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In January 2011, a group of Xavier students started a movement called “Just Disclose It” in response to Xavier five year contract with Nike.  At first, we wanted to cut all ties with Nike but soon found that this was not an option and, instead, decided to ask Xavier’s administration to demand that Nike disclose its factory workers wages. Just Disclose It also promoted Xavier pressuring Nike to change its labor practices and ensure that all its workers were making a living wage. A living wage, as defined by Catholic Social Teaching, is enough money for food, water, shelter, education, health care, transportation, modest recreation, and modest savings. In March of 2011, Jim Keady the founder of the Team Sweat movement came to speak at Xavier.

Keady was an assistant soccer coach and graduate student at St. John’s University when he started research on Nike’s practices and if they were socially just. In his video “Nike Sweatshops: Behind the Swoosh” Keady states, “If you wanted to pick a company that completely violates everything Catholic Social Teaching is about, Nike would be your perfect case study.” At the time of his research, St. John’s began to negotiate a contract with Nike that would force Keady, as a coach, to wear the Nike label. When Keady refused, he was asked to leave his coaching position. He then left for Indonesia and lived with Nike factory workers, only spending the amount they are paid- $1.25 a day. Upon returning from Indonesia, Keady began to contact Nike’s corporate offices to bring the harsh labor and living conditions of their workers. His mission continues in his organization- Team Sweat.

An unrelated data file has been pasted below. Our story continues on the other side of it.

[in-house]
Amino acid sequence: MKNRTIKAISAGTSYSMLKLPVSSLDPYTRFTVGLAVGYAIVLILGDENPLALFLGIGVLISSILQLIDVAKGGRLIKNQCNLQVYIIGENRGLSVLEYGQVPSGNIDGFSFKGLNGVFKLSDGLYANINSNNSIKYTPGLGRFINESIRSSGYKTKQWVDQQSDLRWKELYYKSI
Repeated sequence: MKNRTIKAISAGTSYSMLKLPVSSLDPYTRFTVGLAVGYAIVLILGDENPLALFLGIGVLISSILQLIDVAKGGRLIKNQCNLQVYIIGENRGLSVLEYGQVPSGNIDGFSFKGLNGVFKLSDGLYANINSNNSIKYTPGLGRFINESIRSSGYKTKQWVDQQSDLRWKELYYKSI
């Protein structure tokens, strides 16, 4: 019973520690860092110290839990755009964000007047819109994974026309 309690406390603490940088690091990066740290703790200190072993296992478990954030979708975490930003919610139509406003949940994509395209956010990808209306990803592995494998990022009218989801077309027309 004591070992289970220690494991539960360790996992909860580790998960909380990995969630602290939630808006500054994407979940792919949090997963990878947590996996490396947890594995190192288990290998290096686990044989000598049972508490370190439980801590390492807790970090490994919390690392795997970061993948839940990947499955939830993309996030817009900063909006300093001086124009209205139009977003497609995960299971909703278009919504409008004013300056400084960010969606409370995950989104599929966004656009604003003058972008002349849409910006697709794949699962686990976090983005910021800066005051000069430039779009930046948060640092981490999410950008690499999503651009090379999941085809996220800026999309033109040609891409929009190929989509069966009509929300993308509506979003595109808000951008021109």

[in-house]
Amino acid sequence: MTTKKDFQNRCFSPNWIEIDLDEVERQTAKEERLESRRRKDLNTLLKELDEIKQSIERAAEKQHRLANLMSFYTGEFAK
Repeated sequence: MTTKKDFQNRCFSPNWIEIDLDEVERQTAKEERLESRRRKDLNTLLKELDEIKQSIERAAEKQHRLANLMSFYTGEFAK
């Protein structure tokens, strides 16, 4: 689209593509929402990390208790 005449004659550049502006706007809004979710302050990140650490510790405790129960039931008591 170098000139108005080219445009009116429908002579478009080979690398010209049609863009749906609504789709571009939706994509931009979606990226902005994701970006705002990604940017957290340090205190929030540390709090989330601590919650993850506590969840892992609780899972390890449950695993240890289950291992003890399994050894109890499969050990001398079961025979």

In November 2011, I had the privilege to go to the Ignatian Family Teach-In for Justice. IFTJ is a weekend long conference held in Washington, D.C. where Jesuit high schools, universities and organizations gather to discuss, promote, and lobby for social justice. I was excited to hear that Jim Keady was the main speaker! His presentation was very similar to the one he held at Xavier except, at the end, he began to call out each university that was sponsored by Nike (Xavier was the first one he acknowledged). Keady urged us to go back to our universities, promote our Jesuit values and pressure Nike to change its labor practices.

Both of these experiences really made me question Xavier and its Jesuit ideals. How could a school, guided by Catholic Social Teaching, be sponsored by a corporation that obviously violates human rights? However, upon returning to Xavier, I was excited to learn that we carry Alta Gracia spirit wear in the bookstore. Alta Gracia is a factory in the Dominican Republic that ensures its workers earn a living wage. The products by Alta Gracia are around the same price as the other spirit wear the bookstore carries. And it is almost always cheaper than Nike! I was also proud to discover the Coffee Emporium buys their coffee and chocolate from fair or direct trade. Direct trade means that Coffee Emporium’s buyers know the people or co-op that grows the product directly, instead of through a chain of middlemen.  This allows them to ensure that the farmers are being paid fairly for what they produce.

However, Xavier is not obviously perfect when it comes to economic justice. It is our job as members of the Xavier community to continue to promote these companies on campus who have just labor practices. It is also our job to urge administration to continue to invest in companies with just practices. And as a university sponsored by Nike, we are better equipped to put pressure on Nike than if we were acting as individuals. Standing together as a university, and in a community with other universities who want just labor practices, we can help change the view on people who work in factories and continue to promote awareness of economic injustice.

kelseyKelsey Witzgall is a senior History and French double major. Kelsey is a heavily involved student on campus as she is the Co-President for Voices of Solidarity and the Vice-President of Students for Women’s Progress.